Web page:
α,β;ψ

1−γ;ψ

where H Da + , Ja + are the ψ-Hilfer fractional derivative of order α ∈ (0, 1) and type β ∈ [0, 1] and ψ-Riemann-Liouville fractional integral of order 1 − γ, (γ = α + β − αβ) respectively, x0 ∈ R, g ∈ C([a, b] × R, R\{0}) and f ∈ C([a, b] × R2 , R). In Chap. 4, we prove some existence and uniqueness results for a class of boundary and terminal value problems for implicit nonlinear k-generalized ψ-Hilfer fractional differential equations involving both retarded and advanced arguments. Further, examples are given to illustrate the viability of our results in each section. In Sect. 4.2, we consider the boundary value problem for the nonlinear implicit k-generalized ψ-Hilfer type fractional differential equation involving both retarded and advanced arguments: ⎧ H D α,β;ψ x (t) = f t, x (·), H D α,β;ψ x (t) , t ∈ (a, b], ⎪ t ⎪ a+ a+ k k ⎪ ⎪ ⎪ ⎪ k(1−ξ),k;ψ k(1−ξ),k;ψ ⎪ ⎨ϑ1 Ja+ x (a + ) + ϑ2 Ja+ x (b) = ϑ3 , ⎪ ⎪ x(t) = (t), t ∈ [a − λ, a], λ > 0, ⎪ ⎪ ⎪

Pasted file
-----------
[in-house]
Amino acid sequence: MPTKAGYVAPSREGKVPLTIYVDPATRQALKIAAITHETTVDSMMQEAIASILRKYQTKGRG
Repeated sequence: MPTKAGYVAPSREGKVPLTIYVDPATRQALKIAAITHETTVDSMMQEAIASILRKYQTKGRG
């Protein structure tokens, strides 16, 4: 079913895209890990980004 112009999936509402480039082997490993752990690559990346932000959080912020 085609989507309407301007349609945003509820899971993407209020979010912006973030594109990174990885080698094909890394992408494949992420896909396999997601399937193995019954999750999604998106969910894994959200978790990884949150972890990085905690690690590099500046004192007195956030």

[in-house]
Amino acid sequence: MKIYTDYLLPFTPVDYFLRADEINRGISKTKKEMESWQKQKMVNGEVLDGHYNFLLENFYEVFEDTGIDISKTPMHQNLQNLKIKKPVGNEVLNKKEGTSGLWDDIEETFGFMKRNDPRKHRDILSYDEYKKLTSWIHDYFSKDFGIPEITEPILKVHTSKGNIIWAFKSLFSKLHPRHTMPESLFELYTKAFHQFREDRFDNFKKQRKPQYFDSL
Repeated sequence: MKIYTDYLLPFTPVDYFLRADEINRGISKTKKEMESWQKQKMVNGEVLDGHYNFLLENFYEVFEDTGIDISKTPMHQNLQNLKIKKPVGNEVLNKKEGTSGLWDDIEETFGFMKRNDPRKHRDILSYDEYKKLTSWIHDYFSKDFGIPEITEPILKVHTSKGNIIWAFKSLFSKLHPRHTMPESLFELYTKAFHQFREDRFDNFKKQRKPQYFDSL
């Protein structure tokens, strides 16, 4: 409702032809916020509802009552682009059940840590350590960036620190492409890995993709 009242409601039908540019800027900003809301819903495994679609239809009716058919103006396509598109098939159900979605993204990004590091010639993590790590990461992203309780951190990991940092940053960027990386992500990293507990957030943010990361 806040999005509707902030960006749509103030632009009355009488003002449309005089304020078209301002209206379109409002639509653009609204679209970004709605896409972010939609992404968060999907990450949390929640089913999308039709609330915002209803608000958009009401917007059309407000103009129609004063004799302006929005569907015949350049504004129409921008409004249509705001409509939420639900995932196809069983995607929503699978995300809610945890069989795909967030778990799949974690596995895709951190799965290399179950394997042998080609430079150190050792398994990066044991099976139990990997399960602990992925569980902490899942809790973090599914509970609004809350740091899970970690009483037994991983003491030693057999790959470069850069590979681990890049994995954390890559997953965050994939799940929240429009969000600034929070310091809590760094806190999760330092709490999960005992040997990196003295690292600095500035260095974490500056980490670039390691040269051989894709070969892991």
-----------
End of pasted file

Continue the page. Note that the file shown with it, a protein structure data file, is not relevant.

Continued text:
⎪ ⎪ ⎩x(t) = (t), ˜ t ∈ b, b + λ˜ , λ˜ > 0, α,β;ψ

k(1−ξ),k;ψ

are, respectively, the k-generalized ψ-Hilfer fractional where kH Da+ and Ja+ derivative of order α ∈ (0, k) and type β ∈ [0, 1], and k-generalized ψ-fractional

inte 1 ˜ gral of order k(1 − ξ), where ξ = k (β(k − α) + α), k > 0, f : [a, b] × C −λ, λ , R × ˜ R −→ R is a given function, and ϑ1 , ϑ2 , ϑ3 ∈ R such that ϑ 1 + ϑ2 =

0, and (t) and (t) are, respectively, continuous functions on [a − λ, a] and b, b + λ˜ . For each function x

6

1 Introduction

defined on a − λ, b + λ˜ and for any t ∈ (a, b], we denote by xt the element defined